SBJ/August 28 - September 3, 2006/This Weeks News

Speedway ticket blitz targets Hispanic market

California Speedway and NASCAR are working together on a ticket promotion and media blitz for the Sept. 3 Sony HD 500 that targets the vast Hispanic community in the Los Angeles area.

The promotion falls in line with NASCAR’s initiative to expand its exposure to Hispanics, who make up almost 9 percent of its fan base.

“That marketplace is so important to the future of our sport,” California Speedway President Gillian Zucker said from a cell phone last week as she drove to her Spanish lessons.

The six-week promotion included Spanish-language ads on TV, radio and print offering a package of four tickets for $100. That includes admission to a concert by Mexican singing star Patricia Manterola and the opportunity to meet Busch Series driver Carlos Contreras. Two Spanish radio stations, a Spanish TV station and a Spanish newspaper, all in the Los Angeles area, serve as the media outlets for the advertising.

Titled “NASCAR Te Lleva A Las Carreras,” or “NASCAR Takes You to the Races,” the promotion partners NASCAR, California Speedway and Sony. Each sponsor’s marks appear in the ads.

The combined media value of the six-week promotion hit $300,000, with a target audience of more than 7 million, according to NASCAR. California Speedway and NASCAR also combined to create a presence with displays at Hispanic community centers and shopping centers as part of a grassroots effort.

“This is by far our biggest campaign” to target the Hispanic community, Zucker said. “We haven’t done anything even close to this size before. It’s so integrated from the grassroots level to the major Hispanic media. And then it integrates back at the track with music, signage, tickets and a festival on race day.”

Adding to its Hispanic fan base has been a NASCAR priority the last few years. It created the “Drive for Diversity” program in 2004, in part, to attract Hispanic drivers, employees and business partners, and a Busch race the past two years in Mexico City has helped broaden the audience. NASCAR also is counting on a boost from popular Colombian driver Juan Pablo Montoya, who has agreed to drive the No. 42 Nextel Cup car for team owner Chip Ganassi next season.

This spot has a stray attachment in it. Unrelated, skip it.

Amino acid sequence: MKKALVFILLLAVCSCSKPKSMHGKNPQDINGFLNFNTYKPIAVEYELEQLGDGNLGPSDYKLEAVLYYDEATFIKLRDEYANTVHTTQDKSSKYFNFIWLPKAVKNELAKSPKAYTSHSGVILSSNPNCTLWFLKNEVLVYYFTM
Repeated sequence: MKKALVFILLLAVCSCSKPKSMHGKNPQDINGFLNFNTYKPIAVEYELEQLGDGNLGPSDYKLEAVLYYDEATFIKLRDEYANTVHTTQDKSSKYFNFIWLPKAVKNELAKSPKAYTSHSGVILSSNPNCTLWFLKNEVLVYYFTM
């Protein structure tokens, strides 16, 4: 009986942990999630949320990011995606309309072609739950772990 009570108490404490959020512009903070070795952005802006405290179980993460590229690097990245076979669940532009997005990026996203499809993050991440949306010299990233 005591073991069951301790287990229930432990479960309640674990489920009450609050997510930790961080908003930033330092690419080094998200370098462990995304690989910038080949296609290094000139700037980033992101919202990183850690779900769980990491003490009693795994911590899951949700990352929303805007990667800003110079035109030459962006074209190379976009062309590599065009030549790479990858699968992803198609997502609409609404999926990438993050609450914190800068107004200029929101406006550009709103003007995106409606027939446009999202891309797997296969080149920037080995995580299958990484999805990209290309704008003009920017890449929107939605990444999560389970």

California Speedway’s own Web site, californiaspeedway.com, recently added a Spanish section, and its press releases are now issued in English and Spanish. Nearly half of the Los Angeles area population — 48 percent — is made up of Hispanics, Zucker said, and 42 percent of the fans at California Speedway’s last Nextel Cup race were Hispanic.

“The response has been phenomenal,” said Zucker, who couldn’t release the number of tickets sold as part of the promotion. “I can say that only a few hundred tickets remain. … This is an important marketplace for us and we’ve got to seek them out in a way that they can hear us.”

Steve Phelps, NASCAR’s chief marketing officer, added that the timing of the promotion is a way to honor Hispanic Heritage Month, which runs Sept. 15 to Oct. 15.

“This is one of many steps NASCAR and California Speedway are taking to welcome the Hispanic community,” Phelps said.

In other news, California Speedway recently announced that the County of San Bernardino had acquired naming rights for the FanZone, which will be renamed Opportunity, California FanZone. The unique sponsorship will be a key piece of the county’s effort to attract residents and businesses to the area. A NASCAR West Series race on Labor Day weekend is named the Relocate Here 200, and the county also obtained naming rights for a 2007 Craftsman Truck Series race at California Speedway.

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